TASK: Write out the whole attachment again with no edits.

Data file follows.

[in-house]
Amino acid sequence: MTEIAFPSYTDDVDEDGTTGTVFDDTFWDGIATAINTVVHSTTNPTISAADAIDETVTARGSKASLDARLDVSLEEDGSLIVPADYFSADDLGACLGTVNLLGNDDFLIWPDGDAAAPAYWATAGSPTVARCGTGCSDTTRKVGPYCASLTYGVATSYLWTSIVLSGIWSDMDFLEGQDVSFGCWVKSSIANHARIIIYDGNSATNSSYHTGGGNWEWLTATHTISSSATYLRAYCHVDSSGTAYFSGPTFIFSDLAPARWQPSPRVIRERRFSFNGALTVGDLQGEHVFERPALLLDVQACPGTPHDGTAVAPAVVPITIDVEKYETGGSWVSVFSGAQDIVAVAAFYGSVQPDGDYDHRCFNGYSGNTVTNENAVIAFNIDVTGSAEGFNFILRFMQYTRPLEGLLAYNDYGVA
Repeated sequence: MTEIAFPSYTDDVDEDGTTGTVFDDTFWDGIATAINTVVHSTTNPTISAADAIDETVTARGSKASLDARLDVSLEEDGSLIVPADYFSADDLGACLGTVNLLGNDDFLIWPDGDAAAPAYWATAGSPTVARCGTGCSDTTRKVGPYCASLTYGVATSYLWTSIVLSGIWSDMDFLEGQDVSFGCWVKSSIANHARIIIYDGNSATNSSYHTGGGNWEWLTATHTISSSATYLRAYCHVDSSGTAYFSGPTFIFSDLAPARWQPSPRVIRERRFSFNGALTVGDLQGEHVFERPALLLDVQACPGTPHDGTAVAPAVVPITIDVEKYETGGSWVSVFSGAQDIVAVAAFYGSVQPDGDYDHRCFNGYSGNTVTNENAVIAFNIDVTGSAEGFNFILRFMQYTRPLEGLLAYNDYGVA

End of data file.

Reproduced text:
[in-house]
Amino acid sequence: MTEIAFPSYTDDVDEDGTTGTVFDDTFWDGIATAINTVVHSTTNPTISAADAIDETVTARGSKASLDARLDVSLEEDGSLIVPADYFSADDLGACLGTVNLLGNDDFLIWPDGDAAAPAYWATAGSPTVARCGTGCSDTTRKVGPYCASLTYGVATSYLWTSIVLSGIWSDMDFLEGQDVSFGCWVKSSIANHARIIIYDGNSATNSSYHTGGGNWEWLTATHTISSSATYLRAYCHVDSSGTAYFSGPTFIFSDLAPARWQPSPRVIRERRFSFNGALTVGDLQGEHVFERPALLLDVQACPGTPHDGTAVAPAVVPITIDVEKYETGGSWVSVFSGAQDIVAVAAFYGSVQPDGDYDHRCFNGYSGNTVTNENAVIAFNIDVTGSAEGFNFILRFMQYTRPLEGLLAYNDYGVA
Repeated sequence: MTEIAFPSYTDDVDEDGTTGTVFDDTFWDGIATAINTVVHSTTNPTISAADAIDETVTARGSKASLDARLDVSLEEDGSLIVPADYFSADDLGACLGTVNLLGNDDFLIWPDGDAAAPAYWATAGSPTVARCGTGCSDTTRKVGPYCASLTYGVATSYLWTSIVLSGIWSDMDFLEGQDVSFGCWVKSSIANHARIIIYDGNSATNSSYHTGGGNWEWLTATHTISSSATYLRAYCHVDSSGTAYFSGPTFIFSDLAPARWQPSPRVIRERRFSFNGALTVGDLQGEHVFERPALLLDVQACPGTPHDGTAVAPAVVPITIDVEKYETGGSWVSVFSGAQDIVAVAAFYGSVQPDGDYDHRCFNGYSGNTVTNENAVIAFNIDVTGSAEGFNFILRFMQYTRPLEGLLAYNDYGVA